Individuals who were swimming in the pool or splashpad at Yogi on the Lake in Pelahatchie between July 30 and August 9 should monitor for symptoms of stomach cramps, diarrhea, vomiting and fever. Consult a healthcare provider immediately if you do have symptoms and tell your provider about your exposure.

First Federal E. coli Lawsuit – 2021.8.17_Braud v. Great Escapes

Second State Court E. coli Lawsuit – [2] Complaint – Neely

Four cases of a toxin producing the bacteria and one case of a resultant blood syndrome stemmed from customers eating at the Portillo’s at 235 E. North Ave. in Glendale Heights on July 16 and 17, IDPH wrote in a health alert.

The “possible issue” came from four customers during that time period, Portillo’s spokeswoman Sara Wirth wrote in a Saturday statement. She said the company reexamined its food safety protocols after learning of the outbreak.

“Across Portillo’s, we have extensive sanitary and food handling guidelines in place, including daily deep cleanings of all restaurants,” Wirth said. “Once notified, we moved quickly and began assisting with the investigation and revisiting our food safety best practices with our team members to mitigate potential future risk.”

The health department is urging doctors to consider an E. coli diagnosis in symptomatic patients who have recently eaten at the location.

With an average incubation period of one to 10 days, the condition can include cramps and diarrhea and, in children and older adults, kidney failure and red blood cell destruction, IDPH said.

As of July 27, 2021, 16 people infected with the outbreak strain of E. coli O121 have been reported from 12 states. Illnesses started on dates ranging from February 26, 2021 to June 21, 2021.

Sick people range in age from 2 to 73 years, with a median age of 13, and 100% are female. Of 16 people with information available, 7 have been hospitalized. One person has developed a type of kidney failure called hemolytic uremic syndrome (HUS), and no deaths have been reported.

State and local public health officials are interviewing people about the foods they ate in the week before they got sick. Of the eight people interviewed, six (75%) reported tasting or eating raw batter made with a cake mix. People reported buying different varieties and brands of cake mix.

FDA is conducting a traceback investigation using purchase records from locations where sick people bought cake mix to try to determine a common cake mix brand or production facility.

CDC advises people not to eat raw cake batter, whether made from a mix or homemade. Eating raw cake batter can make you sick. Raw cake batter can contain harmful bacteriaBacteria are killed only when raw batter is baked or cooked.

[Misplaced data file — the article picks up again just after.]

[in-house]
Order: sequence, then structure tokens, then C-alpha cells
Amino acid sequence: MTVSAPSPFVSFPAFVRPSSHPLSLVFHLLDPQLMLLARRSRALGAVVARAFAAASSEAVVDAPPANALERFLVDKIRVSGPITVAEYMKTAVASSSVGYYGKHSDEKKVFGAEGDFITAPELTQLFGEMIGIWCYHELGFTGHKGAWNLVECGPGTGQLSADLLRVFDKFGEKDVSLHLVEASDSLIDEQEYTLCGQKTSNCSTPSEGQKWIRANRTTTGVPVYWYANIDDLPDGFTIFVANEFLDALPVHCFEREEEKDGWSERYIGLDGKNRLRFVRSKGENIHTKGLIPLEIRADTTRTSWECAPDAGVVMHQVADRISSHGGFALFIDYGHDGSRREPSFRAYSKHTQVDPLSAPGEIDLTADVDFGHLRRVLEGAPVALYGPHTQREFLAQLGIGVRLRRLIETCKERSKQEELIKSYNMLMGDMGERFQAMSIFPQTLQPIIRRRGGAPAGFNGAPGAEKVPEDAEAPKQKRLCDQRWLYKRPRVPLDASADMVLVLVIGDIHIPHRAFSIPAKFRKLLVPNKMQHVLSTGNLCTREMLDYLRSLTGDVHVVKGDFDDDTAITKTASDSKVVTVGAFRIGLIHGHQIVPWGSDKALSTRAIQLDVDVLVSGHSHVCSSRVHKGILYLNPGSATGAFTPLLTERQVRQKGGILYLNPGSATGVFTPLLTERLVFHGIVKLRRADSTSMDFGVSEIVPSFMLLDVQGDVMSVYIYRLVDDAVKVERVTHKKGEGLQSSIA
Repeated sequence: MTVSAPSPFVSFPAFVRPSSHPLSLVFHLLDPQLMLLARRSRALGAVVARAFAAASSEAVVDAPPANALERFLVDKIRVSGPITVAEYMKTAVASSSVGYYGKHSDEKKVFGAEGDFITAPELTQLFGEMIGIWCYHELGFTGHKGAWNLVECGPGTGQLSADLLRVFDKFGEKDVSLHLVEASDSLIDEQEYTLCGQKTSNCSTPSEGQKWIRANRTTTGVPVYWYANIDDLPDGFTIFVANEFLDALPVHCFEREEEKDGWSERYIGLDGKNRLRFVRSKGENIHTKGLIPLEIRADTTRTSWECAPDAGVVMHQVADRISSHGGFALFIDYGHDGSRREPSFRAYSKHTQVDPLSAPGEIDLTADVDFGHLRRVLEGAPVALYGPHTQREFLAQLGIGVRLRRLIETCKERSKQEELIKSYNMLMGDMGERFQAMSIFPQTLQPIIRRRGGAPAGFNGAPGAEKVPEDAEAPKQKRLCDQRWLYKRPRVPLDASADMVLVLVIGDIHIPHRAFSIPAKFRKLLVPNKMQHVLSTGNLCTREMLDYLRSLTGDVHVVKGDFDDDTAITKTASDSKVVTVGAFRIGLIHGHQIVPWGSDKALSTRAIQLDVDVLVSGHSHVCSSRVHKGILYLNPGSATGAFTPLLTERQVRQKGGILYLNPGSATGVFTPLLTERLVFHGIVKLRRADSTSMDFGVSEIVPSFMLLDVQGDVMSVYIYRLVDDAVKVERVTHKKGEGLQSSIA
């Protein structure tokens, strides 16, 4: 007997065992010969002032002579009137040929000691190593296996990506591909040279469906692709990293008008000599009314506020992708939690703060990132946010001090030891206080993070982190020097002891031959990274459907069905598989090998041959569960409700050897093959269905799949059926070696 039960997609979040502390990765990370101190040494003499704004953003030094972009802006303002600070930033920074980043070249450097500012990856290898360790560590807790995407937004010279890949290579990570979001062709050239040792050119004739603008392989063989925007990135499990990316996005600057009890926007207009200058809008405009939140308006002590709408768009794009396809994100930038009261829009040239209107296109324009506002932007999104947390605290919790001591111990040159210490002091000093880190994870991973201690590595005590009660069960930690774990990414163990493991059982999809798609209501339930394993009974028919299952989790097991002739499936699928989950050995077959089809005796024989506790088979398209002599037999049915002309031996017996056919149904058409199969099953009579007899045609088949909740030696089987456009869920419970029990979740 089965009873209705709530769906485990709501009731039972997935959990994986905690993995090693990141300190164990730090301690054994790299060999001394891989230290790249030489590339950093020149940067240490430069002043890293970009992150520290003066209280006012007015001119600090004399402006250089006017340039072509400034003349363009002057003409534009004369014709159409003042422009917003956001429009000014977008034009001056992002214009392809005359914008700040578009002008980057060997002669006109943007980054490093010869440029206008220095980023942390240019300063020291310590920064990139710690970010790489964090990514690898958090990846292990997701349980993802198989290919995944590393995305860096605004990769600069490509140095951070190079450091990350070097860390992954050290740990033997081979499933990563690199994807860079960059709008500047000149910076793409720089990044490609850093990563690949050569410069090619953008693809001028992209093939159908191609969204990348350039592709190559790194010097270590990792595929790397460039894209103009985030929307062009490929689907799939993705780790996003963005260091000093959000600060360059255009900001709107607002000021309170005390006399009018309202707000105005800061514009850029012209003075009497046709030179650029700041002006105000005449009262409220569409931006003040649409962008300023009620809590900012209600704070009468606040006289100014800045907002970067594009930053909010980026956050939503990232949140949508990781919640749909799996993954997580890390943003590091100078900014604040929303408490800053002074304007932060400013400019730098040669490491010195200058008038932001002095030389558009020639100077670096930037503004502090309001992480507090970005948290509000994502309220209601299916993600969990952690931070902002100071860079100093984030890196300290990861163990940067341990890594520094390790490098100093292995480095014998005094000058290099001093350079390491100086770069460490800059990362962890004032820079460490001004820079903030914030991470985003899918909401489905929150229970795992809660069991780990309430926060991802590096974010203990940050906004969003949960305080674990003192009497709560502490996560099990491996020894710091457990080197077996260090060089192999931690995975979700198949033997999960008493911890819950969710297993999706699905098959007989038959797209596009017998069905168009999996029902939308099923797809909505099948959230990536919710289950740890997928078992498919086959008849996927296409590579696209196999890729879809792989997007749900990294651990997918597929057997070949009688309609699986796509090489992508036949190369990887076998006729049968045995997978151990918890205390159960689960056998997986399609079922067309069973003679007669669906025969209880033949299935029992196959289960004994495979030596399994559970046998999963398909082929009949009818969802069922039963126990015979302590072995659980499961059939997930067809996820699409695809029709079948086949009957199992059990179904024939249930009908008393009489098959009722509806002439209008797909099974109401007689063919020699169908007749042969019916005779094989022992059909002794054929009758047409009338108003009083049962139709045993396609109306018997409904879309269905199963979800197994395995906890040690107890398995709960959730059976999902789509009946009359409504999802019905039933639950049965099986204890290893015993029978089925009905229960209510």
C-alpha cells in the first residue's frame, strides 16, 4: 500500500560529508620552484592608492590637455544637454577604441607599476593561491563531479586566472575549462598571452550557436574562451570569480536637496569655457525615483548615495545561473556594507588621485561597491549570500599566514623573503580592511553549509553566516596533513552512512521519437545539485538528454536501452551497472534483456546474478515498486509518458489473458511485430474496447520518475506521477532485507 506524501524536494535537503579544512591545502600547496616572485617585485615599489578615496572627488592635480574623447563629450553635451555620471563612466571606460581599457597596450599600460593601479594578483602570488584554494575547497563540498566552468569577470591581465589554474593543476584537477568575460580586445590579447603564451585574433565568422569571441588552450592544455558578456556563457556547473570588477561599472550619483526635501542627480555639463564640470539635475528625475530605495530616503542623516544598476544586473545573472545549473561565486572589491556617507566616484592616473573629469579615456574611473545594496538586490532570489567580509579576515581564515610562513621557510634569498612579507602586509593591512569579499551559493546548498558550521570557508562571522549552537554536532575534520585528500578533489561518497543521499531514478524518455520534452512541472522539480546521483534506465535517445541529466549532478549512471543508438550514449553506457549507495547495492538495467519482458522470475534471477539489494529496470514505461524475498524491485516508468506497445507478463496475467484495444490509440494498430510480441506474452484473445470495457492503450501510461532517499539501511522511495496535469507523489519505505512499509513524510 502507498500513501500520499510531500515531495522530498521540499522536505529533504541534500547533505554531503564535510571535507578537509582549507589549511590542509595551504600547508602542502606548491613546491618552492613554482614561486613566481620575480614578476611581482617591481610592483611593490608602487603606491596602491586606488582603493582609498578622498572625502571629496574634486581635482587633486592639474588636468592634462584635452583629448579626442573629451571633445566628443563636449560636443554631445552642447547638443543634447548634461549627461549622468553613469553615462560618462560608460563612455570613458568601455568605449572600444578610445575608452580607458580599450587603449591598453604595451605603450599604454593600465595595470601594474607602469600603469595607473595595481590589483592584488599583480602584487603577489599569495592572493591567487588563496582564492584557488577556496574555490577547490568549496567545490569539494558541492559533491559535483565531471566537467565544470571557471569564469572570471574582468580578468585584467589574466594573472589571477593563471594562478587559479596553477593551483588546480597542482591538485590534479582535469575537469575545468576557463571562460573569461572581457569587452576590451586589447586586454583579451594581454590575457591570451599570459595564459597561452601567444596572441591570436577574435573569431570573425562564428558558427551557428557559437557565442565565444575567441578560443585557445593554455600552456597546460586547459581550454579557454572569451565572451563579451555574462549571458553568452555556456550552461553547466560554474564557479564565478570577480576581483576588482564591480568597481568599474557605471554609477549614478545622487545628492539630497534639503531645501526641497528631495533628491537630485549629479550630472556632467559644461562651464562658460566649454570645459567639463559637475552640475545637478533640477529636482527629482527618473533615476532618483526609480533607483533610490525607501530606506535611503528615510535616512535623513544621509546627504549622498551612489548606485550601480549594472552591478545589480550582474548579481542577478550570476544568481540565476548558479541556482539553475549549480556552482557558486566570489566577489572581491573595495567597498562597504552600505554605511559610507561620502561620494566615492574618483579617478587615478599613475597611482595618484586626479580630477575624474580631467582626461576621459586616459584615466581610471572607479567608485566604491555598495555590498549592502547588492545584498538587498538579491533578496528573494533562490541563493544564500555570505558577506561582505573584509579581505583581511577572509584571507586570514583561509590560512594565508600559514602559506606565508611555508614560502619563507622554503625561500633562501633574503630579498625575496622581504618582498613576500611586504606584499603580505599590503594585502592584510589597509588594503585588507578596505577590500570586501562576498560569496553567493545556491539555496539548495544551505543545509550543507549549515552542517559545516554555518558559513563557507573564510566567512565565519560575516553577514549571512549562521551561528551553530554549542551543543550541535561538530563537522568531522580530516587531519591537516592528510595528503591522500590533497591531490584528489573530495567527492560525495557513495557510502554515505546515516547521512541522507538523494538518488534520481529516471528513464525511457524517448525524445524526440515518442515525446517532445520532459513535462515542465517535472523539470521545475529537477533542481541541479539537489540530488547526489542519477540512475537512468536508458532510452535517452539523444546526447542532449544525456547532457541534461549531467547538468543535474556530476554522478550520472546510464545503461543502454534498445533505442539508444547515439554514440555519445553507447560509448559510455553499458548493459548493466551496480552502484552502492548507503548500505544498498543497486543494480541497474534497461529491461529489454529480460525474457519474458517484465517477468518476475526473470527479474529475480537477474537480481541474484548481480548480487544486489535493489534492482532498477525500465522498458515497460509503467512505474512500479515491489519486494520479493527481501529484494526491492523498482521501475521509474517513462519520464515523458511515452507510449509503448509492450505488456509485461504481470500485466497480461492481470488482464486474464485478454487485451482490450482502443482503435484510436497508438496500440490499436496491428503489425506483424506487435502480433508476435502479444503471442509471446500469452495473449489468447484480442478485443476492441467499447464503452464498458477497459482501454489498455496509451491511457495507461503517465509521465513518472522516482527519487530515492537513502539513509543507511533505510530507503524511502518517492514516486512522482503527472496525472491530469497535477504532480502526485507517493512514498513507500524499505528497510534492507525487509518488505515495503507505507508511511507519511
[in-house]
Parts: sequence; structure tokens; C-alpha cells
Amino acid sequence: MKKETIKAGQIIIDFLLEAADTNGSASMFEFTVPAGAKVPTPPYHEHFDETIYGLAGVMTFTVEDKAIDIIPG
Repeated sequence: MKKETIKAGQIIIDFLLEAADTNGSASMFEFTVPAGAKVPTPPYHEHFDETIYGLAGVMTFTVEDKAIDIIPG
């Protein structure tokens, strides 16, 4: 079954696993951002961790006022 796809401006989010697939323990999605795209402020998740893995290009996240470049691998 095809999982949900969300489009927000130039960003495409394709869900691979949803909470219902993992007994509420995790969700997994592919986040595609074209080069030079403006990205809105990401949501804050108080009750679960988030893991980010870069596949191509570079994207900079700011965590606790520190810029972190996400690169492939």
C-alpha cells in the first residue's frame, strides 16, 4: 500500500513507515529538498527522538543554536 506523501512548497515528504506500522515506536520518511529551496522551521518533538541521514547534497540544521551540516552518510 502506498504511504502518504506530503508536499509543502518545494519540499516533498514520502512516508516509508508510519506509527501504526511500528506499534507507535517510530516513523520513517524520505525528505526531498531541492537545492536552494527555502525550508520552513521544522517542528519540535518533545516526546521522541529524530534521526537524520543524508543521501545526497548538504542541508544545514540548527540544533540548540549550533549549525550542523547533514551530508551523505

Food Safety News reports that the CDC is working with other public health agencies to investigate an 11-state outbreak of E. Coli O121 infections.

As of July 15 a total of 15 patients had been confirmed with infections, a CDC spokesperson told Food Safety News. No other information from the agency was available for release.

The Food and Drug Administration reported on July 14 that it was investigating an E. Coli O121 outbreak involving 15 patients, but the agency did not release any other details except to say that no traceback or sample testing had been initiated.

Few details were available from the Centers for Disease Control and Prevention.

“We are working to determine a source of the infections. If we identify a source and an ongoing risk to the public, we will issue an outbreak notice,” the CDC spokesperson told Food Safety News.

Food Safety News reports that the CDC is working with other public health agencies to investigate an 11-state outbreak of E. Coli O121 infections.

As of July 15 a total of 15 patients had been confirmed with infections, a CDC spokesperson told Food Safety News. No other information from the agency was available for release.

The Food and Drug Administration reported on July 14 that it was investigating an E. Coli O121 outbreak involving 15 patients, but the agency did not release any other details except to say that no traceback or sample testing had been initiated.

Few details were available from the Centers for Disease Control and Prevention.

“We are working to determine a source of the infections. If we identify a source and an ongoing risk to the public, we will issue an outbreak notice,” the CDC spokesperson told Food Safety News.

Olivia Garrett of the Telegraph Herald reports:

MAQUOKETA, Iowa — Several Maquoketa children are receiving care at University of Iowa Stead Family Children’s Hospital in Iowa City after developing serious complications from E. coli.

But local health officials have not yet identified the source.

Multiple Maquoketa children developed hemolytic uremic syndrome, prompting the treatment in Iowa City. HUS is a serious complication that can be caused by shiga toxin-producing E. coli, also known as STEC.